Back Pain, Joint Pain, Lower Back Pain, Nerve Pain, Sciatica Pain, Wellness

Sciatica is one of the common disorders known to cause moderate to severe pain along the course of the nerve. 

In most cases, the pain caused due to sciatica is persistent and long-lasting. It can interfere with the routine activities of the patient thus affecting the quality of life. If not managed properly, it may worsen causing serious complications like paralysis. 

Hence, it is important to be aware of what sciatica means, why it occurs, its warning signs, and the safe and effective treatments to manage it. 


What is sciatica?

Sciatica refers to the pain that usually begins in the lower back and radiates to the back of the legs along the course of the sciatic nerve. This nerve leaves the spinal cord from the space between the 2 lumbar vertebrae in the lower back and passes down through the hips and buttocks to the legs. Sciatica usually affects only one side of the body. [1] [2]

Though the symptoms of sciatica are predominantly neurological in nature, the condition itself arises due to the abnormalities related to the bones called the vertebrae in the back. 

The most common underlying cause responsible for the development of sciatica is a herniated disc. It can also occur due to a bone spur of the spine or the narrowing of the spinal canal (spinal stenosis). 

The herniation of the disc occurs when the intervertebral disc present between the 2 adjacent vertebrae collapses or protrudes out. The backward protrusion of the intervertebral disc between the lumbar vertebrae, especially L4 and L5 vertebrae, results in the compression of the sciatic nerve due to which you may experience severe pain and irritation along its course. 

Similarly, a bone spur formed in the vertebral bodies of the lumbar region may press on the sciatic nerve causing irritation and pain. Spinal stenosis can contribute to the development of sciatica by reducing the space available for the nerve arising out of the spinal cord. [3]

Although the pain and irritation associated with sciatica are often severe, in most cases, the symptoms tend to resolve if the condition is diagnosed early and treated in an appropriate manner. 

However, if not managed properly, the compression of the sciatic nerve may become worse over time due to which the patient may develop significant weakness or paralysis in the leg usually with bowel and bladder changes.

Being aware of the early signs of sciatica and seeking timely medical intervention is the key to avoiding these complications. 


What are the signs and symptoms of sciatica?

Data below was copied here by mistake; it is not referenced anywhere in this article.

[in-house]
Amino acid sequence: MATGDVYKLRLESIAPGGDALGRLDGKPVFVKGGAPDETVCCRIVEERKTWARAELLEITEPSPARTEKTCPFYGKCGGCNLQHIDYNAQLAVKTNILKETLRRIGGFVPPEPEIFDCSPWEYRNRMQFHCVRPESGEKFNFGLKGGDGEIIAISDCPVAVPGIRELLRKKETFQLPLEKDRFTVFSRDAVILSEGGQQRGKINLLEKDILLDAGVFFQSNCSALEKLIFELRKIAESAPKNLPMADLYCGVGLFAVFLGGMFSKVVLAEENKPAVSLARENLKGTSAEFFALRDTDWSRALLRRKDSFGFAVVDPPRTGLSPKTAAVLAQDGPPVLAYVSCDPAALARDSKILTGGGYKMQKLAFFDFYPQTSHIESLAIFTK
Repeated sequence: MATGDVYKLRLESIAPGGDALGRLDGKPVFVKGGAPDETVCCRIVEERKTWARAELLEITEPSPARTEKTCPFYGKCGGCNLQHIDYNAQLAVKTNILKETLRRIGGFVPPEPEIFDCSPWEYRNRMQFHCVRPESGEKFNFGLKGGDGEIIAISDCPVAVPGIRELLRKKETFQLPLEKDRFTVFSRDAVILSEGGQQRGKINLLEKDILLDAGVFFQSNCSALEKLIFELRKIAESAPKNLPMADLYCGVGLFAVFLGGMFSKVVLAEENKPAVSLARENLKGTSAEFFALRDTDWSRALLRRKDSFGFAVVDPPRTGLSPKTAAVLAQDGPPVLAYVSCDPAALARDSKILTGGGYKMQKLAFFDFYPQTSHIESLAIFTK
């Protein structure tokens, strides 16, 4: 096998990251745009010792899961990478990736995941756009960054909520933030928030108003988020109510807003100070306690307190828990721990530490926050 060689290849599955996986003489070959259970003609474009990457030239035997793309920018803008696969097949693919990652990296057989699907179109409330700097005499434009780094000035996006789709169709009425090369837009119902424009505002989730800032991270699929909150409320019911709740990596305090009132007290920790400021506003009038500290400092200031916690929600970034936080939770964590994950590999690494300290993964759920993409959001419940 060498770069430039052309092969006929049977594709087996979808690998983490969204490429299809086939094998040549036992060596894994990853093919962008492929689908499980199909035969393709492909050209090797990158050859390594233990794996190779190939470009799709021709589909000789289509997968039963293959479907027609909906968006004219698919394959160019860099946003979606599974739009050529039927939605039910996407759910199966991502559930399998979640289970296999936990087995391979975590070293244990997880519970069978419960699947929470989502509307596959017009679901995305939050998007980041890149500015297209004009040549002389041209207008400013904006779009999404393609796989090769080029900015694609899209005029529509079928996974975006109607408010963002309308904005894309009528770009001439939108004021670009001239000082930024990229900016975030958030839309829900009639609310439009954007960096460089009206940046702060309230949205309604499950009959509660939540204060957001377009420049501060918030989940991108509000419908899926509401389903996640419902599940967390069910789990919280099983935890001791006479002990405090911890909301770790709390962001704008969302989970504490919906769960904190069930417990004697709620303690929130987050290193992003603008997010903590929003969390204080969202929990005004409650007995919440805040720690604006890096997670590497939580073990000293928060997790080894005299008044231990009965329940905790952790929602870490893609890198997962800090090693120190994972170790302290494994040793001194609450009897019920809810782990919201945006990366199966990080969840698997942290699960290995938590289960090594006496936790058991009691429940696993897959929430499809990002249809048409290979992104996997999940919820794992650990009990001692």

The characteristic symptom of sciatica is the pain that arises in the lower back and radiates down the back of the leg. You may also feel mild to moderate discomfort at any site along the course of the sciatic nerve. [4]

The intensity of the pain varies widely from mild to sharp and excruciating. In some cases, it feels like an electric shock or a jolt. 

The pain often becomes worse while coughing or sneezing. This occurs as a result of the increase in the intraabdominal pressure while coughing and sneezing due to which the herniated disc or a bony spur may push or press on the sciatic nerve further. 


As the compression of the nerve becomes worse, you may develop numbness and tingling along with the weakness of the muscles in the affected leg. This occurs due to the damage to the nerve causing it to lose its ability to transmit sensory and motor signals that carry impulses needed for creating sensations and muscle contractions, respectively. [5]


Some other symptoms of sciatica include:

  • Inability to control bowel and bladder movements 
  • Retention or incontinence of stools, and urine 
  • Difficult in walking and running 
  • Difficult in getting up from a sitting or a lying down position 
  • Stumbling while trying to get up


  1. David Davis; Kushagra Maini; Arvind Vasudevan, Sciatica, 2021
  2. Robert Goldsmith, BSc, MSc, MMACP, Nefyn Howard Williams, PhD, FRCGP, and Fiona Wood, MSc, PhD, Understanding sciatica: illness and treatment beliefs in a lumbar radicular pain population. A qualitative interview study, 2019 August, doi: 10.3399/bjgpopen19X101654, PMCID: PMC6970588, PMID: 31581116
  3. B Cortet, P Bourgeois, Causes and mechanisms of sciatic pains, 1992 March, 1;42(5):539-43
  4. David Davis, Kushagra Maini, Arvind Vasudevan, Sciatica, 2021 September, PMID: 29939685, ID: NBK507908
  5. Jean-Pierre Valat, Stéphane Genevay, Marc Marty, Sylvie Rozenberg, Bart Koes, Sciatica, 2010 April, PMID: 20227645, DOI: 10.1016/j.berh.2009.11.005
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